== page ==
Serum DHEA and Testosterone Levels Associate Inversely With Coronary Artery Calcification in Elderly Men.

Ohlsson C, Nethander M, Norlén A, Poutanen M, Gudmundsson EF, Aspelund T, Sigurdsson S, Ryberg H, Gudnason V, Tivesten Å

J. Clin. Endocrinol. Metab. 108 (12) 3272-3279 [2023-11-17; online 2023-07-01]

Epidemiological and preclinical data support cardiovascular, mainly protective, effects of sex steroids in men, but the mechanisms underlying the cardiovascular actions of sex steroids are poorly understood. Vascular calcification parallels the development of atherosclerosis, but is increasingly recognized as a diversified, highly regulated process, which itself may have pathophysiological importance for clinical cardiovascular events. To investigate the association between serum sex steroids and coronary artery calcification (CAC) in elderly men. We used gas chromatography tandem mass spectrometry to analyze a comprehensive sex steroid profile, including levels of dehydroepiandrosterone (DHEA), androstenedione, estrone, testosterone, estradiol, and dihydrotestosterone, in men from the population-based AGES-Reykjavik study (n = 1287, mean 76 years). Further, sex hormone-binding globulin (SHBG) was assayed and bioavailable hormone levels calculated. CAC score was determined by computed tomography. The main outcome measures were cross-sectional associations between dehydroepiandrosterone, androstenedione, estrone, testosterone, dihydrotestosterone, and estradiol and quintiles of CAC. Serum levels of DHEA, androstenedione, testosterone, dihydrotestosterone, and bioavailable testosterone showed significant inverse associations with CAC, while estrone, estradiol, bioavailable estradiol, and SHBG did not. DHEA, testosterone, and bioavailable testosterone remained associated with CAC after adjustment for traditional cardiovascular risk factors. In addition, our results support partially independent associations between adrenal-derived DHEA and testes-derived testosterone and CAC. Serum levels of DHEA and testosterone are inversely associated with CAC in elderly men, partially independently from each other. These results raise the question whether androgens from both the adrenals and the testes may contribute to male cardiovascular health.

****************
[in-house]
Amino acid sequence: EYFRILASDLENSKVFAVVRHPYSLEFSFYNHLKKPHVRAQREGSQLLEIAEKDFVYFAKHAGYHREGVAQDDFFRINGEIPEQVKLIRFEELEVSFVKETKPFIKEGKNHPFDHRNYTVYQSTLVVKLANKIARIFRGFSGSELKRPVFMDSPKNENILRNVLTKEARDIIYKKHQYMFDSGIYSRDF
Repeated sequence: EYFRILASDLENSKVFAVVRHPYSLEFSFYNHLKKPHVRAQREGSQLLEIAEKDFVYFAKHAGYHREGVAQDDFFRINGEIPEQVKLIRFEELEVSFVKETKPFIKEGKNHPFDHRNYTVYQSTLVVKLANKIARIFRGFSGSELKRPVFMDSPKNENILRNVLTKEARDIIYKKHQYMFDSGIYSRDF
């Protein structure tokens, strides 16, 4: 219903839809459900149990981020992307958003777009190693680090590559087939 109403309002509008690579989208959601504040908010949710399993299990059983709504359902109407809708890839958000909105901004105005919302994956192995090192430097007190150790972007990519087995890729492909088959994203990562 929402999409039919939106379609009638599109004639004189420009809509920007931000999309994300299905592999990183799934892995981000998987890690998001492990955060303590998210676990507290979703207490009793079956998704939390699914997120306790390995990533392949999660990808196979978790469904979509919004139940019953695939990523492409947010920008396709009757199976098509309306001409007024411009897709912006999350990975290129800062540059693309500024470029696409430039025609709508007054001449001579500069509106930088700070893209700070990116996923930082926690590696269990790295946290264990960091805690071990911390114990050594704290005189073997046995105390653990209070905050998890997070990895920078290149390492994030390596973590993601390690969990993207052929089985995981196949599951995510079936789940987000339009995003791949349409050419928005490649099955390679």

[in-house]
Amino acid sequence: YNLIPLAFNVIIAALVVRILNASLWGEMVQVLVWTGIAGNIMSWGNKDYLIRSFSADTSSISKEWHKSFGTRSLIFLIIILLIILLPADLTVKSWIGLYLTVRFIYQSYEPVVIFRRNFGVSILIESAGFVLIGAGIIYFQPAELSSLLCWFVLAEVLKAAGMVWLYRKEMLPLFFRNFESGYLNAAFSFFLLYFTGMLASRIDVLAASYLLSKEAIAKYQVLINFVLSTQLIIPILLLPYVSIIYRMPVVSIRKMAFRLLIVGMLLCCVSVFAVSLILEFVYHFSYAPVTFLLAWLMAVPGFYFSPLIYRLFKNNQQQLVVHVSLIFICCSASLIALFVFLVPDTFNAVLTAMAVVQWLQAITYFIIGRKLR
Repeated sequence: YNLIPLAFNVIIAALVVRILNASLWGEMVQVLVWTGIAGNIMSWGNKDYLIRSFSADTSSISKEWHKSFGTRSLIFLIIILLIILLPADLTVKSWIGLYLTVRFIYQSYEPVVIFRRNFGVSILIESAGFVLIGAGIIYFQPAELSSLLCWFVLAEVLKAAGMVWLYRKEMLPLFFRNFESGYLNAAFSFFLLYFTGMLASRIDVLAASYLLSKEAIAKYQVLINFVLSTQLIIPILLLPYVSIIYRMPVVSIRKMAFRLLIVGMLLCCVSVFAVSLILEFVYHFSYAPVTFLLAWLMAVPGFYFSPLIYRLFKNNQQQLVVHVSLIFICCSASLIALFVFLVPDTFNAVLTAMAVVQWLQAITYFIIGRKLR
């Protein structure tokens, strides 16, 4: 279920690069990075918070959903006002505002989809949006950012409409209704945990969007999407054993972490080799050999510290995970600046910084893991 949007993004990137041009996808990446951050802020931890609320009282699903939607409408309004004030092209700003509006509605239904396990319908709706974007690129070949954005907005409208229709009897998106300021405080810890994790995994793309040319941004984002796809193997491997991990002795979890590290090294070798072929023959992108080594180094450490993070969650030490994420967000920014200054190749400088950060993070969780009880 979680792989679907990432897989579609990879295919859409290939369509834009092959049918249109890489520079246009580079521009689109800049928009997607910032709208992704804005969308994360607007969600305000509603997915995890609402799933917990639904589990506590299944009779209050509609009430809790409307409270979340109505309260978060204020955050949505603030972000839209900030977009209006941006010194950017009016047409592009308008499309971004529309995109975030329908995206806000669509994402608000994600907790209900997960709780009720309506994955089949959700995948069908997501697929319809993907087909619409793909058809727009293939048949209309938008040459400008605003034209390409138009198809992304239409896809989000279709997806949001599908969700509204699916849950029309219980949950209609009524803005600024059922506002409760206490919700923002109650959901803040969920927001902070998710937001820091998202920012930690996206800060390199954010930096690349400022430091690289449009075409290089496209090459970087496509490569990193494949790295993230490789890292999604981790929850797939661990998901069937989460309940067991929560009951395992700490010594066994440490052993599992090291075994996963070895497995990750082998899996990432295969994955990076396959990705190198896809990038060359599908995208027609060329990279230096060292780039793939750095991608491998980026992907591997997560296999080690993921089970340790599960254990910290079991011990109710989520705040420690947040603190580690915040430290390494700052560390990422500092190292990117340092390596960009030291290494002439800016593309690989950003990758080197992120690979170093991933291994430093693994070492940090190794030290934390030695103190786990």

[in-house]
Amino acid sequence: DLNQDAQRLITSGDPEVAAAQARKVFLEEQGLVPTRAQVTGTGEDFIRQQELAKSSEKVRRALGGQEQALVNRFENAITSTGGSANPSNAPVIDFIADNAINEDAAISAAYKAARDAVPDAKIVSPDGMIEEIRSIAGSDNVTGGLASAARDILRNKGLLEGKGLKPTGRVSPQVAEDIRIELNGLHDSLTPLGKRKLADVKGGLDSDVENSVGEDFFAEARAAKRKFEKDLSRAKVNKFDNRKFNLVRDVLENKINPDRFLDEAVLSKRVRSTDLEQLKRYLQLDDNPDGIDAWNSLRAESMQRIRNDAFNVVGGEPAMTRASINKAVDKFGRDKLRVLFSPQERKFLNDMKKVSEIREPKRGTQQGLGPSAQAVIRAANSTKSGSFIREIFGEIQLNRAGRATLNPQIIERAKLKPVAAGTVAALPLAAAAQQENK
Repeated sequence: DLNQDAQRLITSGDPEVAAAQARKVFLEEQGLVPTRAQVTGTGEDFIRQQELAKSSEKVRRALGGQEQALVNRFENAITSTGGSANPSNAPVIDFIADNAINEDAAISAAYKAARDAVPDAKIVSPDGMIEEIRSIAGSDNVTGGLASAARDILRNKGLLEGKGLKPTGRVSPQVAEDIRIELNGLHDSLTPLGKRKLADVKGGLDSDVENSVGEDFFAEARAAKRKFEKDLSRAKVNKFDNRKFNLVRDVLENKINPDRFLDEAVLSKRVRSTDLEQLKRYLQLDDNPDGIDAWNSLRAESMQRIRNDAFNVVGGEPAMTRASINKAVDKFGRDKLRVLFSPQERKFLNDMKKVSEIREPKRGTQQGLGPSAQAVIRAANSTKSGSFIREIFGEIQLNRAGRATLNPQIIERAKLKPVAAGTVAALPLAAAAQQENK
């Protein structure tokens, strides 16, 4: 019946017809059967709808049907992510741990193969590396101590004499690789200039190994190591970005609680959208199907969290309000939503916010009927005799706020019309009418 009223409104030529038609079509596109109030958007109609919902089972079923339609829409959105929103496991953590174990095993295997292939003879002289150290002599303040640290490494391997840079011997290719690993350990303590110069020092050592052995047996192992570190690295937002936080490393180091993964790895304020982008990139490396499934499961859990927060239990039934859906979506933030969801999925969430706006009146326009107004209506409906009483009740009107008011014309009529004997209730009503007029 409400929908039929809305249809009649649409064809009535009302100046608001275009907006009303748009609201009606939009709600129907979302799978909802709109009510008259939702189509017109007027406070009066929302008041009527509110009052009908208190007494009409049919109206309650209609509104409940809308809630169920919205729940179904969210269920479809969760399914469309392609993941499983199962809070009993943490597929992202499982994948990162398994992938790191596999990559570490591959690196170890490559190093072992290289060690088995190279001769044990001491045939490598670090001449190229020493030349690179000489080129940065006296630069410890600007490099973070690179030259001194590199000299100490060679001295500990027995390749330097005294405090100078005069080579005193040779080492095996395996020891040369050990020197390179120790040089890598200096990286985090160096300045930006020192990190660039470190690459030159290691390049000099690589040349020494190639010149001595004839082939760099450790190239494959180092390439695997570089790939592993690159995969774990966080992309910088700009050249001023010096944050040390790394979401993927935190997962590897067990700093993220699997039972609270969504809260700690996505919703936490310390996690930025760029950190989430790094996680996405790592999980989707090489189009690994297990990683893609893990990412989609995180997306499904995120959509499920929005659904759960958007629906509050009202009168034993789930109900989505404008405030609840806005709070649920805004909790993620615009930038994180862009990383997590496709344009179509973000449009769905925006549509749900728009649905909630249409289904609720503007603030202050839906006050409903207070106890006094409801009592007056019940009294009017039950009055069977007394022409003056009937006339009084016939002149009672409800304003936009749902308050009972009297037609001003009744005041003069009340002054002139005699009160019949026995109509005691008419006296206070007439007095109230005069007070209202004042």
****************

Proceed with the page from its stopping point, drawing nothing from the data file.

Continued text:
Clinical Genomics Gothenburg [Collaborative]

PubMed 37391895

DOI 10.1210/clinem/dgad351

Crossref 10.1210/clinem/dgad351

pmc: PMC10655543
pii: 7194268

Publications 9.5.0